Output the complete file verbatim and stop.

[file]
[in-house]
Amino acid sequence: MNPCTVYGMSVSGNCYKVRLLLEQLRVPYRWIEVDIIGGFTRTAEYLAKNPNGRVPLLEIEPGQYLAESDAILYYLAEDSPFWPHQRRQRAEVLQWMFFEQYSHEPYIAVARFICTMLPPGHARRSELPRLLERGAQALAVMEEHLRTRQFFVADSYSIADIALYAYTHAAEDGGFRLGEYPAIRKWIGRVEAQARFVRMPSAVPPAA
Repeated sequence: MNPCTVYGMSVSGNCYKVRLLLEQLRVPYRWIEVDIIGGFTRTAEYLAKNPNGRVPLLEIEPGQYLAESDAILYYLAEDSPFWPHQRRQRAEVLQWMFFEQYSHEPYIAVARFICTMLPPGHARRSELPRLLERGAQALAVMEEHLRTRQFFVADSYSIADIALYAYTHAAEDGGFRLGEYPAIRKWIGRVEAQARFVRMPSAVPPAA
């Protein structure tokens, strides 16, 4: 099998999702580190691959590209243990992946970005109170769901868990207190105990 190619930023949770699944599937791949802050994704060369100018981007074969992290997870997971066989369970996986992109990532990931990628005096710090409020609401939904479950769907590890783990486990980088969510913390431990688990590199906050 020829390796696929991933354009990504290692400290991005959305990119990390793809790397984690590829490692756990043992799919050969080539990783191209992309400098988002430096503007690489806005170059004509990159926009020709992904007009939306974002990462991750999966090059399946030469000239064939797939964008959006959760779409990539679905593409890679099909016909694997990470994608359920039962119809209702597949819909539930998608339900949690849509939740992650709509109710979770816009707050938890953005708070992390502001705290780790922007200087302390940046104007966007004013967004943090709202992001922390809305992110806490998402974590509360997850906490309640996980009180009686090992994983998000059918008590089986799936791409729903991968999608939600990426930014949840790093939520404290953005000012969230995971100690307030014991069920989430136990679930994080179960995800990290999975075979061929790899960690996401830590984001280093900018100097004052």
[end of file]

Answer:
[in-house]
Amino acid sequence: MNPCTVYGMSVSGNCYKVRLLLEQLRVPYRWIEVDIIGGFTRTAEYLAKNPNGRVPLLEIEPGQYLAESDAILYYLAEDSPFWPHQRRQRAEVLQWMFFEQYSHEPYIAVARFICTMLPPGHARRSELPRLLERGAQALAVMEEHLRTRQFFVADSYSIADIALYAYTHAAEDGGFRLGEYPAIRKWIGRVEAQARFVRMPSAVPPAA
Repeated sequence: MNPCTVYGMSVSGNCYKVRLLLEQLRVPYRWIEVDIIGGFTRTAEYLAKNPNGRVPLLEIEPGQYLAESDAILYYLAEDSPFWPHQRRQRAEVLQWMFFEQYSHEPYIAVARFICTMLPPGHARRSELPRLLERGAQALAVMEEHLRTRQFFVADSYSIADIALYAYTHAAEDGGFRLGEYPAIRKWIGRVEAQARFVRMPSAVPPAA
């Protein structure tokens, strides 16, 4: 099998999702580190691959590209243990992946970005109170769901868990207190105990 190619930023949770699944599937791949802050994704060369100018981007074969992290997870997971066989369970996986992109990532990931990628005096710090409020609401939904479950769907590890783990486990980088969510913390431990688990590199906050 020829390796696929991933354009990504290692400290991005959305990119990390793809790397984690590829490692756990043992799919050969080539990783191209992309400098988002430096503007690489806005170059004509990159926009020709992904007009939306974002990462991750999966090059399946030469000239064939797939964008959006959760779409990539679905593409890679099909016909694997990470994608359920039962119809209702597949819909539930998608339900949690849509939740992650709509109710979770816009707050938890953005708070992390502001705290780790922007200087302390940046104007966007004013967004943090709202992001922390809305992110806490998402974590509360997850906490309640996980009180009686090992994983998000059918008590089986799936791409729903991968999608939600990426930014949840790093939520404290953005000012969230995971100690307030014991069920989430136990679930994080179960995800990290999975075979061929790899960690996401830590984001280093900018100097004052």